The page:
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I'm building an archetype of web project for my company, the idea is to have like a template to start building a new project with everything necessary already done, security, IoC, Logging, etc...

I'm working on the security side of the template... and at the beggining I wanted to make a custom security provider... but then I realized, that Microsoft already did that with Membership... if any project would need a different provider... they would only need to change the web.config and that's it....

But then it comes to my problem... If I want the different layers to be able to get users information... like the services layer (business services... not web services), I would need to include the System.Web and System.Web.ApplicationServices to that Class Library.

Is that a bad practice? I don't want to re-invent the wheel and the Microsoft Membership model is enough for my scenario.


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5 Answers 5

up vote 3 down vote accepted

The fact is that System.Web is part of ASP.NET. Many methods in System.Web make use of HttpContext.Current for example--which is the context about the current HTTP request. Using System.Web in a non-ASP.NET application runs the risk of failing in odd ways because you have access to classes with methods that might make use of HttpContext. This is a bad idea; so, in turn should also be considered a bad practice.

There's also the intent of System.Web. Yes, it's just an assembly and the IDE will let you reference pretty much any assembly you like. But, the intent of System.Web is to be in the context of an ASP.NET application. That's what the developers at Microsoft are assuming; so, they will evolve it under that assumption. In the future they could effectively break your application due to a change that benefits ASP.NET applications. If that happens, you have no recourse to be redesign your application in response to that, not at a time where you're really planning on designing (or redesigning) this part of your application.

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I do understand that, but how can I expose my authentication membership provider in a way that is transparent for both my Front end project and my Business Layer? For example... in some case I would want to allow or deny some method based on user roles... Authorizing via Authorize on the controller won't be enough. –  varholl Sep 11 '12 at 18:53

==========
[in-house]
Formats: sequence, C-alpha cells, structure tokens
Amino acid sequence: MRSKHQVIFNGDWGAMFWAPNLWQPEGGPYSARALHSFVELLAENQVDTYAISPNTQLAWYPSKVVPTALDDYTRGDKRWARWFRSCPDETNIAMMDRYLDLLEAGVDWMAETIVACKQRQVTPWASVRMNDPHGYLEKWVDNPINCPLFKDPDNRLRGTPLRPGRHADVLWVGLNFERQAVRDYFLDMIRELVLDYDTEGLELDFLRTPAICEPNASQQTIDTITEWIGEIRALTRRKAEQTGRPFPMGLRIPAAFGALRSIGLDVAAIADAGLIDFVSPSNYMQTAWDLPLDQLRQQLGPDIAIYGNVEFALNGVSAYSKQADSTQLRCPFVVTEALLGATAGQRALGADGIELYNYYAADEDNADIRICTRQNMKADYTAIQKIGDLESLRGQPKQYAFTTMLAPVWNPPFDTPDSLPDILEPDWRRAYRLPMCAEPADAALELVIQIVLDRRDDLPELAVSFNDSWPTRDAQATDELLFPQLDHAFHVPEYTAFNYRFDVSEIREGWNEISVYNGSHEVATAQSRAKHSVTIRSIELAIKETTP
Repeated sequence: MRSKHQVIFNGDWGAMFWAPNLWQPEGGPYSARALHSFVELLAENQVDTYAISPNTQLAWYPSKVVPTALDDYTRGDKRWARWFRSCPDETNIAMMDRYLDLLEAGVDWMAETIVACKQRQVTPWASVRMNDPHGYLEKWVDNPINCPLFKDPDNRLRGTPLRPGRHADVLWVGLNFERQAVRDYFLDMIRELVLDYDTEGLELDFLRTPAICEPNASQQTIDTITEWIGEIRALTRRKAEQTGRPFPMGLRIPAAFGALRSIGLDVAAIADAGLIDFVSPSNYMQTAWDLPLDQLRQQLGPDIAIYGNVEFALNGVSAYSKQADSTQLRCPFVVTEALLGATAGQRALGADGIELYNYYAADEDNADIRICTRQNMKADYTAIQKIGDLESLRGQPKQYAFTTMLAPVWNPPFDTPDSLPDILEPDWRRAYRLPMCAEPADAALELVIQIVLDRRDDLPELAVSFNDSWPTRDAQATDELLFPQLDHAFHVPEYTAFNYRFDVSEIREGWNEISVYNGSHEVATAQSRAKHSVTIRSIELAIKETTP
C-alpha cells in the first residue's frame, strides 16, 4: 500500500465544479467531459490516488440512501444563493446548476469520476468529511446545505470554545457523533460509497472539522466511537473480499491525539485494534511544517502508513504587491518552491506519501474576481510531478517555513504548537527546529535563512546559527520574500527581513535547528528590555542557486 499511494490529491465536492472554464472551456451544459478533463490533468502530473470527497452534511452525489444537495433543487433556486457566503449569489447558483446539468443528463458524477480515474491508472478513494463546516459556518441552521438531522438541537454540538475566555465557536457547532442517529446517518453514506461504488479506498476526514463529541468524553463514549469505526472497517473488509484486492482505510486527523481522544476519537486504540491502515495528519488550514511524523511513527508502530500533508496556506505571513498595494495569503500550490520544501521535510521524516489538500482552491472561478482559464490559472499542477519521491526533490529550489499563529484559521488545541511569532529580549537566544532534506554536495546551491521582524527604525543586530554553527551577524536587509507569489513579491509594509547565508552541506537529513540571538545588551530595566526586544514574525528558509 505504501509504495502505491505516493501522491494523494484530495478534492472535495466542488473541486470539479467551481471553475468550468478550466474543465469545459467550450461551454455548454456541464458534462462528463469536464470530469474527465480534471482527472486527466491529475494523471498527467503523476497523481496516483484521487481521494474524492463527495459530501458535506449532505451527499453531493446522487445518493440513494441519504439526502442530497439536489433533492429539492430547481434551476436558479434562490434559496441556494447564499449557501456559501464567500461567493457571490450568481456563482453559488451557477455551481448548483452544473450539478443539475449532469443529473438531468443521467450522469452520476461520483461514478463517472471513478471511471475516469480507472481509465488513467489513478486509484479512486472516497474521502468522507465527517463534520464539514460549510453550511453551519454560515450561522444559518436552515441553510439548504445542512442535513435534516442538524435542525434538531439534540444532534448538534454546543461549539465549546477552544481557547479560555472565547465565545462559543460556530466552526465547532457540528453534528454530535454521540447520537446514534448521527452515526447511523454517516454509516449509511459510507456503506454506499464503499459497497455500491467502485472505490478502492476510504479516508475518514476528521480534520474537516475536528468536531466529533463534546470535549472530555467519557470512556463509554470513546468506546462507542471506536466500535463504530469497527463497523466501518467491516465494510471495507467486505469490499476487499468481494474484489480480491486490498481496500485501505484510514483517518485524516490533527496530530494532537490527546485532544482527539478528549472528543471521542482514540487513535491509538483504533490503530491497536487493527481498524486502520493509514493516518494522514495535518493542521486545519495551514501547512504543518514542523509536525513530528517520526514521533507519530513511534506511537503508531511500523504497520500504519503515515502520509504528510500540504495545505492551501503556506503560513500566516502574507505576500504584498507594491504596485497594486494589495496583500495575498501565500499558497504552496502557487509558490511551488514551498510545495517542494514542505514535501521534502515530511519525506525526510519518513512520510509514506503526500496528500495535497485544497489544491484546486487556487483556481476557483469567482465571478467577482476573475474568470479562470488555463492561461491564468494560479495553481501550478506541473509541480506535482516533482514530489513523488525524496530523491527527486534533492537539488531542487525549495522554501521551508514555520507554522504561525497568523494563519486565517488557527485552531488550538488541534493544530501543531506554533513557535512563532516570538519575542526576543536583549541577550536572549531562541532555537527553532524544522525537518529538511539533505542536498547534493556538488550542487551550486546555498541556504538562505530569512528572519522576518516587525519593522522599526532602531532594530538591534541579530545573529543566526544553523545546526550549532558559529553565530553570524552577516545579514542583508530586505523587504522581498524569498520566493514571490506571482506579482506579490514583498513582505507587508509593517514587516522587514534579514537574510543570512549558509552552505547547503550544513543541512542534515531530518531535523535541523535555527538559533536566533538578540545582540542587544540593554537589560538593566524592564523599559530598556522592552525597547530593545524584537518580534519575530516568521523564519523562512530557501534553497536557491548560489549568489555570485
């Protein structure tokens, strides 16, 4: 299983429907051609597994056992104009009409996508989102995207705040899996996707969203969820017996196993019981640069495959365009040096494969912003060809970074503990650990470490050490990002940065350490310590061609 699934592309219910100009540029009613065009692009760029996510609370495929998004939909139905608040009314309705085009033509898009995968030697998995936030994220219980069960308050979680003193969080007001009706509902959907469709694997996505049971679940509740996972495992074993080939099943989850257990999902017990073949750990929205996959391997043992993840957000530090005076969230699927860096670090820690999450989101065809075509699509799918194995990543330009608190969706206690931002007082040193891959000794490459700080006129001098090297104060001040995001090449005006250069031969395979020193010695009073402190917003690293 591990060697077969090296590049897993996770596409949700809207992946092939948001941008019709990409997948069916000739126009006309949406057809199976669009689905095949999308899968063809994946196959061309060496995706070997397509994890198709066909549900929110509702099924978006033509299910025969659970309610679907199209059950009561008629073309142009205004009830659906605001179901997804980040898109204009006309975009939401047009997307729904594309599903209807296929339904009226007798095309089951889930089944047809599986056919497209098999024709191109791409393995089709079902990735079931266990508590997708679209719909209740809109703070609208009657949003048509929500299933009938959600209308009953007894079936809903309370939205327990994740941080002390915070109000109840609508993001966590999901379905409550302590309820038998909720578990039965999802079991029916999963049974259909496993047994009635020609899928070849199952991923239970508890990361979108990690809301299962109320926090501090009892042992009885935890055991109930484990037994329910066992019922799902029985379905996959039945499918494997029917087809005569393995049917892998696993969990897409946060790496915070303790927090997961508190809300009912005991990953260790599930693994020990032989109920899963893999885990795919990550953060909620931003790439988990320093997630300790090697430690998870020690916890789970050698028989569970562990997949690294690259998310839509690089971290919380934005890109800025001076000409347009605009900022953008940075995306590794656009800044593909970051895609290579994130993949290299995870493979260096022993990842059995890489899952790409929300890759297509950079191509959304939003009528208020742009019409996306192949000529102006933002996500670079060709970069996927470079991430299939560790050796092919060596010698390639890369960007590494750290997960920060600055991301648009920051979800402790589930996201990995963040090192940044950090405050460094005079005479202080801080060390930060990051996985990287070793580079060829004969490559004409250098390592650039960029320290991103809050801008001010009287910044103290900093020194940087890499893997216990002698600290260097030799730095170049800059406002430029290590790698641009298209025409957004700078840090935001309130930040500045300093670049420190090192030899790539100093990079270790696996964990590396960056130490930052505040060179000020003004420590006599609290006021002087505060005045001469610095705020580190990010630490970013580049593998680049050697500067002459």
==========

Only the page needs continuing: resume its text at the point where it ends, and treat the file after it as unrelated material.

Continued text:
It would be bad practice for your business layer to use it, as a business layer should be data source independent.

So you'd instead make any web requests in your data layer(s) and just expose the gathered data to your business layer or any separate authentication components as necessary.

As a rule - anything in your business layer that isn't strictly business needs to be abstracted out into classes with a defined interface.

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What about System.Web.Mail (pre .NET 2.0). You want your BL to send emails, not your UI. –  Laoujin Sep 11 '12 at 13:46
Again the business layer shouldn't be implementation specific, so you'd abstract it out to another class with a standard interface. Updated my answer. –  PhonicUK Sep 11 '12 at 13:49

System.Web is a library like any other. Yes, it contains a lot of code, is not included in the compact framework and some of its functionality is being replicated outside it, for example WebUtility is new in .Net 4.5 and does much of what HttpUtility does. However, it is just a class library.

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@exacerbatedexpert I think that statement is a generalization and, therefore not true in every situation. If the business layer deals with web matters, for example, it may be a good choice. –  akton Sep 11 '12 at 14:02

It may be problematic since System.Web is not part of the .NET Framework Client Profile. Referencing it will require consumers to install the full framework package. This is probably not an issue if you're building a server application.

Reference: Assemblies in the .NET Framework Client Profile

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Please note that the .NET Framework Client Profile has been discontinued starting with .NET 4.5. –  Daniel Hilgarth Sep 11 '12 at 14:19

I think that it's not bad at all. System.Web is a part of .NET framework so it will be available everywhere where .NET is available. I do use System.Web in non-web applications when I need to work with html and url processing.

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